We found 1 provider with an interest in chronic obstructive pulmonary disease and who accepts Guardian near Mount Laurel, NJ.

Specializes in Adult Critical Care, Adult Pulmonology
750 Route 73 South; Suite 401
Marlton, NJ
 

Dr. Ira Horowitz is a specialist in adult critical care and adult pulmonology. He works in Marlton, NJ and Cherry Hill, NJ. He studied medicine at MCP Hahnemann School of Medicine. His medical residency was performed at Hahnemann University Hospital. Clinical interests for Dr. Horowitz include collapsed lung (pneumothorax), intensive care, and sleep apnea. He is an in-network provider for Blue Cross/Blue Shield, TRICARE, and Medicare Supplement (Medigap), in addition to other insurance carriers. He is affiliated with Kennedy Health System and Virtua Marlton Hospital.

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Relevant Interests: , emphysema, chronic obstructive pulmonary disease (COPD), chronic bronchitis

All Interests: Sleep Disorders, Lung Biopsy, Bronchitis, Bronchoscopy, Sarcoidosis, Hoarseness, Sleep Apnea, Lung ... (Read more)

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What is Chronic Obstructive Pulmonary Disease (COPD)?

COPD, or Chronic Obstructive Pulmonary Disease, is a progressive lung disease that makes it difficult to breathe. It is really two diseases in one: chronic bronchitis (which causes inflammation and thick mucus production in the airways of the lungs) and emphysema (which damages the air sacs and alveoli, delicate structures of the lung tissue that allow a person to breathe).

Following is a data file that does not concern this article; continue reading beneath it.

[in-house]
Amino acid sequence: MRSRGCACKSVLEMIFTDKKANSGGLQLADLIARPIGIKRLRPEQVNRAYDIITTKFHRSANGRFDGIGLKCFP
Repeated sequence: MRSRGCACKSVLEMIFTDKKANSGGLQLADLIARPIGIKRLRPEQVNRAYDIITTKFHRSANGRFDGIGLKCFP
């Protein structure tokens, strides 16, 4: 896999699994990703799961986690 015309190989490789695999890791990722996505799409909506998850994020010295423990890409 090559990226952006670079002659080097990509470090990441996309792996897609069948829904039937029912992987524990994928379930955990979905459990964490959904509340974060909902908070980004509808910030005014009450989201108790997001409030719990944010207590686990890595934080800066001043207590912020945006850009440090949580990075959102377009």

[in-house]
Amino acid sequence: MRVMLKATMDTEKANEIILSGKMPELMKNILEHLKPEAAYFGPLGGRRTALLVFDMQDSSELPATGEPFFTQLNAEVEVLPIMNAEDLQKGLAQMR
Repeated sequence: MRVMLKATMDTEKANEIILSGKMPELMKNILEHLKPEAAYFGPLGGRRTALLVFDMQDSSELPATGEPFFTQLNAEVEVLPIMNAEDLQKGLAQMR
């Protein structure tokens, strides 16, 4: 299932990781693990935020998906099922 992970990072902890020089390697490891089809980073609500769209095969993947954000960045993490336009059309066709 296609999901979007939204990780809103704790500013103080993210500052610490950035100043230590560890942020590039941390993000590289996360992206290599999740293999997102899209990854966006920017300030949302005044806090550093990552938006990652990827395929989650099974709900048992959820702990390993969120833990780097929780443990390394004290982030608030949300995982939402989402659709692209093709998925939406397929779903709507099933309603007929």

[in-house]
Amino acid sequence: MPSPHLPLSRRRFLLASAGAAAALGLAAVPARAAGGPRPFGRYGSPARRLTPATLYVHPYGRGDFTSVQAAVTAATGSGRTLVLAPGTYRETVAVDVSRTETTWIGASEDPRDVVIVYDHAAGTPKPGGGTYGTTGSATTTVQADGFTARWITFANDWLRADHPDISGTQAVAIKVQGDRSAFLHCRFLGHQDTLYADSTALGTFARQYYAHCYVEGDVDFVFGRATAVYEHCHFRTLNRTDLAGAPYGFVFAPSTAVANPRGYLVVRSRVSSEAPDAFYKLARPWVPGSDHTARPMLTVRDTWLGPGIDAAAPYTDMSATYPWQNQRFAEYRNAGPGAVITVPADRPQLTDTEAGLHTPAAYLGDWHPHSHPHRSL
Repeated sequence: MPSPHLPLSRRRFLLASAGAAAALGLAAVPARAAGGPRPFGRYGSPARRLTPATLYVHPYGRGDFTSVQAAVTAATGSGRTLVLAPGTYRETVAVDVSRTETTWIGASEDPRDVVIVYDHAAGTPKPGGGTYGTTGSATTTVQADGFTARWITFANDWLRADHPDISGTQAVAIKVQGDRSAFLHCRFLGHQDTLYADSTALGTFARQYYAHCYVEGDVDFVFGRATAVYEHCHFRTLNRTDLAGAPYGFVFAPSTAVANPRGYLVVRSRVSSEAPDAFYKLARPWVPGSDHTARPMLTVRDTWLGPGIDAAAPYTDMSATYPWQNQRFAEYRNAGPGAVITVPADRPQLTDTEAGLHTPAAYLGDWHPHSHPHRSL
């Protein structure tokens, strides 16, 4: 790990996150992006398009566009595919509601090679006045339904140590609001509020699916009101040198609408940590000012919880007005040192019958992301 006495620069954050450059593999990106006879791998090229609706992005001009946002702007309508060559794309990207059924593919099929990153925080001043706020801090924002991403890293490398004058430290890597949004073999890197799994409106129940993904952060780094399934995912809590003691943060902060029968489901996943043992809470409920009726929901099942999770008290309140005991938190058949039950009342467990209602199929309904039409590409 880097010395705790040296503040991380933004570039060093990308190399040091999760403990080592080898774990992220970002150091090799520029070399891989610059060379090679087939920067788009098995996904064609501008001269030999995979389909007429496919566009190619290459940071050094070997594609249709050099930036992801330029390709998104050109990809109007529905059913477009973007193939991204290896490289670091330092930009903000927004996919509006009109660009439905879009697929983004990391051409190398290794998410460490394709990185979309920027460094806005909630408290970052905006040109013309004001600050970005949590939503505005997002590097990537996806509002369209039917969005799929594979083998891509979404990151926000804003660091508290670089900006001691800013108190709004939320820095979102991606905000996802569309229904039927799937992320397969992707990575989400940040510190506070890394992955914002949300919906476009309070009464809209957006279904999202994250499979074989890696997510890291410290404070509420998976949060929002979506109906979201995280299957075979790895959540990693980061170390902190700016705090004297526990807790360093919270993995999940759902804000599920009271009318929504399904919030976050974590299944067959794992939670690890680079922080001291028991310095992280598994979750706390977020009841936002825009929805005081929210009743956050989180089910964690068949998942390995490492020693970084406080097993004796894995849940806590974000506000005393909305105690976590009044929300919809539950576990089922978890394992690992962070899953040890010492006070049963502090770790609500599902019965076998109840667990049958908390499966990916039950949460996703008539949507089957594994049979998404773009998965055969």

In the United States, almost all cases of COPD are caused by smoking or exposure to tobacco smoke. Other causes include occupational exposure to dust, chemicals and pollution, and a rare genetic condition.

COPD causes a wet cough that doesn’t go away. It can come with shortness of breath and wheezing, or a tight feeling in the chest. Some people have flare ups where their symptoms get worse, and during this time they can also experience flu-like symptoms such as fever and fatigue.

There is no cure for COPD, but there are treatments to improve breathing and slow the progression of the disease. The first step is to reduce exposure to what caused COPD in the first place, such as smoking. Medicines such as bronchodilators, usually given in an inhaler, can relax the muscles around the airways and make it easier to breathe. Sometimes they are given along with glucocorticosteroids, drugs that reduce inflammation. Vaccines help prevent respiratory illnesses that can worsen COPD. Oxygen therapy can be used if people aren’t able to get enough oxygen into their lungs on their own. In extreme cases, surgery can be used to remove damaged tissue from the lungs or even perform a lung transplant.
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